737 MAX Engine Will Push the Envelope (excerpt)
(Source: Seattle Times; published December 6, 2012
In the heated sales battle between Boeing’s 737 MAX and Airbus’ A320 neo, one neutral arbiter can blow some cool air on the claims of superior performance by both sides.

For this next generation of narrowbody airplanes, it’s all about the engines.

CFM International, a joint venture between GE and Snecma of France, makes an engine that powers today’s 737s and A320s. It also is developing a new, super-efficient engine — called the LEAP — for both the MAX and the neo.

In a briefing in Seattle this week, LEAP program managers Gareth Richards and Francois Bastin outlined their technology.

They also offered a calmer take on how the two airplanes may stack up than Airbus did in recent trade- press ads showing the 737 MAX with a Pinocchio nose.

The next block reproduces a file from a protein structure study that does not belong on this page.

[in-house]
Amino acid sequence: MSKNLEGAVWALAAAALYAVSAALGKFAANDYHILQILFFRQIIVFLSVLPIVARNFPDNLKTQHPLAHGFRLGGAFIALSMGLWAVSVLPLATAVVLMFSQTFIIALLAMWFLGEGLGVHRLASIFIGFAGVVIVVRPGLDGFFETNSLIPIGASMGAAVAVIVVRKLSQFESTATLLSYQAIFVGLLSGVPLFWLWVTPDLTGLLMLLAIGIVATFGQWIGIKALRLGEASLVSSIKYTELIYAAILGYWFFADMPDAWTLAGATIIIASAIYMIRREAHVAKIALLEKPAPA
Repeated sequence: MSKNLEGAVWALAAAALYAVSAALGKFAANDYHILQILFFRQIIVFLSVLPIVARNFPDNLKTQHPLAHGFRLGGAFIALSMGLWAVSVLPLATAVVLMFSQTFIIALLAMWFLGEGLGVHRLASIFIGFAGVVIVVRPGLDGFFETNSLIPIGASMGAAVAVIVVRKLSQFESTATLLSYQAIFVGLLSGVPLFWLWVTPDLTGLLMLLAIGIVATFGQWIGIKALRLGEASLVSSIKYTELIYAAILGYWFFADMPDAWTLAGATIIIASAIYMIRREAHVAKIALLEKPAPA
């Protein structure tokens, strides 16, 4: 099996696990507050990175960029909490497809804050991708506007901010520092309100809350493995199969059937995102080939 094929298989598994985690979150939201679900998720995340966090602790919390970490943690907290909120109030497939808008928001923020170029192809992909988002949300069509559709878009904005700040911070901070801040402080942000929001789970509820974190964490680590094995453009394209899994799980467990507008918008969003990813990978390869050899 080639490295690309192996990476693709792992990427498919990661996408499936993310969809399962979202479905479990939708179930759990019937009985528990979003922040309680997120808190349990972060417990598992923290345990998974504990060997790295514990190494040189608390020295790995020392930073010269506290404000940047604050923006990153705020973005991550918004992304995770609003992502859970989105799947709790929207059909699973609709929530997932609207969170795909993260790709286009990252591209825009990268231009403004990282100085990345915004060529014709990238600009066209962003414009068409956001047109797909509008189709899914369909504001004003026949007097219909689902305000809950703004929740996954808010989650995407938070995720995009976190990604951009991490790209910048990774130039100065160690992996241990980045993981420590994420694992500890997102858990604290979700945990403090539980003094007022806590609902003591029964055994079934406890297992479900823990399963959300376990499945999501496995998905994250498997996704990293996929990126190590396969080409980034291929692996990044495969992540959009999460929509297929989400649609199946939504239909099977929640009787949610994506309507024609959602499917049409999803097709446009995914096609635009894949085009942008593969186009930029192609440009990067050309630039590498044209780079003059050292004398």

The engine-makers’ assessment? “The relative improvement over today’s product is the same in both cases,” Richards said.

With the Boeing plane lighter than the Airbus, the MAX version of the LEAP is much smaller than the neo version — 69 inches vs. 78 inches in diameter.

Yet, CFM is contractually guaranteeing that the MAX and the neo engines will each be 15 percent more fuel-efficient than current models.

That sounds like a recipe for maintaining today’s status quo, in which Airbus and Boeing split the narrowbody market roughly evenly. (end of excerpt)

(EDITOR’S NOTE: In reality, the smaller diameter of the 737 MAX’s engine is due to the fact that, as the aircraft sits low on the ground, there’s not enough clearance to fit the larger engine. And it will be interesting to see whether a smaller-diameter engine will in fact prove as fuel-efficient as a larger-diameter one, thereby defying several laws of physics.)

Click here for the full story, on the Seattle Times website.


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